Hello all, this is my first post to the EB forums! I've recently unearthed my childhood collection of Lego and am doing a little refurbishment on my 6990 Monorail Transport System. Since I was pretty OCD about my sets at that age, and since my parents packed things away pretty attentively during my Dark Ages, the set is in outstanding condition. I thought I'd share some of the experiences I've had, and some questions that arose, as I've been rehabilitating it.
There was only one missing piece in the set, a simple white 1x2 plate, so no problem replacing that. Also, the set has only 7 of the large supports, enough to build the main model—but the online inventories say there should be one extra, for a total of 8. I don't recall there ever being an extra; was this included in later editions of the set? Right now I am considering the set complete with 7.
In building the set, I broke one of the white antennas because of the very tight fit of the trans-red dish onto it. Again, this was easy to replace (I got two in case the other one ever breaks.)
Other than the 8th support, I have all the various extra parts that came with the set: the different 1x1-size parts, trans-blue minifig visor, trans-red light cover, etc. I even have an extra white 1x4 brick for some reason. Was this a genuine extra part, a factory packing error, or did it just get mixed into my set by mistake?
My biggest challenge is with the electric connector wire. This set came with the rare plate-sized connector, which has small clips on the underside of its plate ends that cover the electrical solder as well as providing the clutch power for the bottom. The tab that holds this clip onto the plate itself is very tiny, and with age the plastic seems to degrade so that these tabs break off and the clip becomes loose. It will often be pulled off by the act of disconnecting this part from the battery box studs. (The same degradation results in tiny cracks forming in the plate ends, which must be why so many of these listed for sale have corners or edges missing. My part has the beginnings of these cracks, but so far the damage is minimal.) This photo shows the underside of the part, both with and without this clip:
I am currently sourcing replacements for this, but there are very view for sale and most of those seem to be in worse condition than my own. I'm wondering if I'm better off just gluing the clip back in with a plastic cement; has anyone else ever dealt much with these vintage pieces?
As you'd expect, many of the white and grey parts in this set had yellowed, but I've had good luck reversing this. After reading about numerous un-yellowing methods of varying complexity, I'm glad to say I've had good success with a simple 3% peroxide solution in direct sunlight—no added OxyClean or higher strength peroxide solution—and most parts have returned to white in a few hours. I'm using clear plastic containers, and I'm sure it helps that I have a white table outside to put them on. I made a quick cornstarch & peroxide paste for the battery box, since it can't be submerged, and the large baseplate, which is too big to dip.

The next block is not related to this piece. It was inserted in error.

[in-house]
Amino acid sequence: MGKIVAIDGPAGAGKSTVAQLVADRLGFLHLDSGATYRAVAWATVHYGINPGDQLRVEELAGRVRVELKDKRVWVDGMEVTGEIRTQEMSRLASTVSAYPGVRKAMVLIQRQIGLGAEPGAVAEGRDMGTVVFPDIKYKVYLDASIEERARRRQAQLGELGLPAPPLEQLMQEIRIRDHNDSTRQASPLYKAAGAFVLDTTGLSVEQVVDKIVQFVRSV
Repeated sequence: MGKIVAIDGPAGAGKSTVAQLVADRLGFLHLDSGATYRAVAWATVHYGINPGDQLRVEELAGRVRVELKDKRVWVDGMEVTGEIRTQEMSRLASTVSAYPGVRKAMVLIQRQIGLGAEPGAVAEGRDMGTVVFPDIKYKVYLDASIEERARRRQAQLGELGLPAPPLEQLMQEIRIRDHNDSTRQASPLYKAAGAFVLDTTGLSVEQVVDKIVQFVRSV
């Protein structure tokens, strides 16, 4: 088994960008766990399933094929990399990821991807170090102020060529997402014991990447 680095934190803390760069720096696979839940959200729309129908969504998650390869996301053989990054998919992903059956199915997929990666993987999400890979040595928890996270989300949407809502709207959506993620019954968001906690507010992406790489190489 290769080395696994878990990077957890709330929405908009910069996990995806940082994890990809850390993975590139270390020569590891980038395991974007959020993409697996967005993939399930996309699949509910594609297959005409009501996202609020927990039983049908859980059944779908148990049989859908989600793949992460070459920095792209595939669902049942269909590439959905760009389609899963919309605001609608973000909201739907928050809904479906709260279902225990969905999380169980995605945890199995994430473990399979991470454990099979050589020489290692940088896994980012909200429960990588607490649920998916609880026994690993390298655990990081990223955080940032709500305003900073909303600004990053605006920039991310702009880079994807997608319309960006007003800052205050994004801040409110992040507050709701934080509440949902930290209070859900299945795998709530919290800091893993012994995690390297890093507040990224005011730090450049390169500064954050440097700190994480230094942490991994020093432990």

A few parts showed more resistance to de-yellowing: the webbed radar dishes needed some extra time, and for some reason the 1x1 cones as well. The soft plastic of the flexible hoses did not respond to the treatment, but the end pieces did, so these are now a two-toned affair. I'm currently re-dipping the long Technic rack pieces; these almost look like they turned more yellow. Are they a different plastic, and should I be using a different technique for these?
Meanwhile, a couple of parts (the rack winder and the motor housing) never yellowed and are still completely bright white—they must also be a different plastic—and so I'm using them as my color comparison to the treated parts.
EDIT: One of the straight track pieces, which was significantly more yellowed than the rest of the track, ended up suffering some fading and is now a bit of a chalky white on the top and one side. I knew this was a possibility with light grey parts, but even though I was getting the yellow out within a few hours of treatment, I somehow assumed that the bleaching problem wouldn't happen that quickly. Of course, it had to be the relatively rare (and thus expensive) straight track, so it will cost I bit if I decide to replace this part. :-(
As far as I can tell, I have the complete packaging save for the original polybags. I have the outer box top and bottom, red inner box, four plastic inlays and a plastic inlay lid. I even have the cardboard space backdrop and the original catalog that came with the set. The instructions are in excellent shape, too: only the outer leaf (cover and fold-out back page) has separated at the staples, but the booklet itself is otherwise undamaged.
Of course I checked the electrical function and everything works perfectly—although I went through three 9v batteries that I had in my drawer before realizing that every one of them was dead; it wasn't the monorail! A trip to the store and one new battery later, all was well.
I have not yet decided if I will try to sell this set or keep it in my collection. I believe I can get quite a good price for it as the condition is excellent and the set is 100+% complete. Then again, I might hang on a bit and see if the price goes up a bit over time. :-)
Thanks for reading, and I'd love to hear about others' experience restoring this set or with some of the issues I've found. Meanwhile, my next project will probably be the 6285 Black Seas Barracuda, arr!